by Melanie Gall
The 2016 Rogue Festival is almost here. KRL will be featuring several Festival performer preview articles, plus an article on Rogue 2016 itself in the next couple of weeks. We will also be reviewing many of the shows once the Festival begins in early March, and we may even do some more video interviews. Check out our Rogue Performer event page for more information as it becomes available, and you can also check out the Rogue 2016 website.
When you hear the name Sophie Tucker, what comes to mind?
The eccentric older woman who appeared regularly on the Ed Sullivan Show; the real-life subject of the tribute show that launched Bette Midler’s career; the famous vaudevillian who influenced Ethel Merman, Joan Rivers, and Carol Channing?
Or perhaps you haven’t heard of her at all. Which is a shame, really, because not long ago Sophie was the most famous of American musical entertainers. Her career spanned over 60 years, as she segued from vaudeville and burlesque, to music halls, radio, film, and finally, television. Sophie was continually reinventing herself and her act to stay new, exciting, and relevant.
Born in Russia to an Orthodox Jewish family, and growing up in Connecticut, Tucker seemed destined for a life of duty: to her parents, to her husband, to her little son, Albert. But she left it all, to seek fame and fortune in New York City. In 1907, respectable women didn’t just set out to the big city to work on the stage, but Sophie – not for the last time – completely flouted convention. She auditioned for an Amateur Night at a New York vaudeville theatre, but before the manager let her go on stage, he insisted that she was too “fat and ugly” to appear before a paying audience, and she would have to perform in blackface.
And Tucker’s career took off. She temporarily landed a position in Zeigfeld’s Follies (which lasted until the jealous headliner, Nora Bayes, issued an “It’s her or me!” ultimatum). Then Tucker went on to put together her own act, with original music, a wisecracking pianist, and an arsenal of off-colour and risqué jokes.
Ah, the risqué jokes! Even by today’s much less conservative standards, these jokes are funny, relevant, and incredibly naughty. And Tucker’s bawdy humour didn’t stop there. She also performed double-entendre songs, such as: “Makin’ Wicky-Wacky Down in Waikiki,” “He Hadn’t Up Until Yesterday (But I Bet He Will Tonight),” and “Fifty Million Frenchmen Can’t Be Wrong.” These songs, as well as her other hits, “Last of the Red Hot Mamas,” “Some of These Days,” and “My Yiddishe Mama,” spread Sophie’s fame across the world. During both World Wars she performed for the troops. She visited Buckingham Palace and sang for the King. Her onstage antics continually made national news.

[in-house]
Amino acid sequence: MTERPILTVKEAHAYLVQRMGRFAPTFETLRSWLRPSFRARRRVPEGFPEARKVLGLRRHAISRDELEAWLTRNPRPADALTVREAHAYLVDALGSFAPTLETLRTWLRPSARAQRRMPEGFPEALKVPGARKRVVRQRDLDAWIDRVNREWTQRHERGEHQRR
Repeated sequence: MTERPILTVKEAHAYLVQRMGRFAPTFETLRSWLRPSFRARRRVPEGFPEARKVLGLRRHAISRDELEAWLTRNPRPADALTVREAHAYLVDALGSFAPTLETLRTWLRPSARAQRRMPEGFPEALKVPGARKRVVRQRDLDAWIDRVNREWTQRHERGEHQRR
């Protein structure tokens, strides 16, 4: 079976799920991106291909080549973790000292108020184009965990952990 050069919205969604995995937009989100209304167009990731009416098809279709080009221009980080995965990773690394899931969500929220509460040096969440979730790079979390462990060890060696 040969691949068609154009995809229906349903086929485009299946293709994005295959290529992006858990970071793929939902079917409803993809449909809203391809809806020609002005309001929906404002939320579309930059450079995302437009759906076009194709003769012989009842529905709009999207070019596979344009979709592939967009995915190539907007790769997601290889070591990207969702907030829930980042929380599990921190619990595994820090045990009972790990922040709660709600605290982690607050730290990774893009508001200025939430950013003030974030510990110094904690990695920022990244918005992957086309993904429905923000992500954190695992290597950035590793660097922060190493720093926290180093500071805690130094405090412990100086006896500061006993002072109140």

Sophie Tucker toured in the Fresno area in the 1920s, and her show at the Strand Theatre in Dinuba sold out. When she died in 1966, the Fresno Bee ran a half-page tribute to this beloved star. A documentary, The Outrageous Sophie Tucker, was recently released about her life, and now Red Hot Mama: A Sophie Tucker Cabaret, is coming to the Fresno Rogue festival.
Red Hot Mama was written by Erik deWaal, South African storyteller and children’s performer. But this show – which mixes Tucker’s signature songs, banter, and bawdy humor – is definitely not for kids. The show stars international vocalist Melanie Gall, who has previously appeared at the Rogue Festival in The Sparrow and The Mouse, Piaf and Brel: The Impossible Concert, More Power to Your Knitting, Nell!, and In the Mood for Love. Melanie has toured Red Hot Mama across North America, where it sold out at a half-dozen festivals, and garnered awards and glowing reviews throughout.
Why should you go see Red Hot Mama? Well, there’s the music. These songs, many of them written nearly a century ago, are quaint, blushingly naughty, and charming – all at the same time! Red Hot Mama offers a funny, diverting evening of theatre, and the songs (along with the character of Tucker herself) represents an important piece of American musical history, one that shouldn’t be forgotten. And besides, as Sophie once sang with such gusto: “Fifty Million Frenchmen Can’t Be Wrong!”
Red Hot Mama will be performed at Mia Cuppa:
Friday, March 4 – 9:30 p.m.
Saturday, March 5 – 6:30 p.m.
Sunday, March 6 – 8:00 p.m.
Wednesday, March 9 – 6:30 p.m.
Saturday, March 12 – 6:30 p.m.
Mia Cuppa Caffe’
Coffee Shop and Theater • Tower District
620 E Olive Ave
Fresno, CA 93728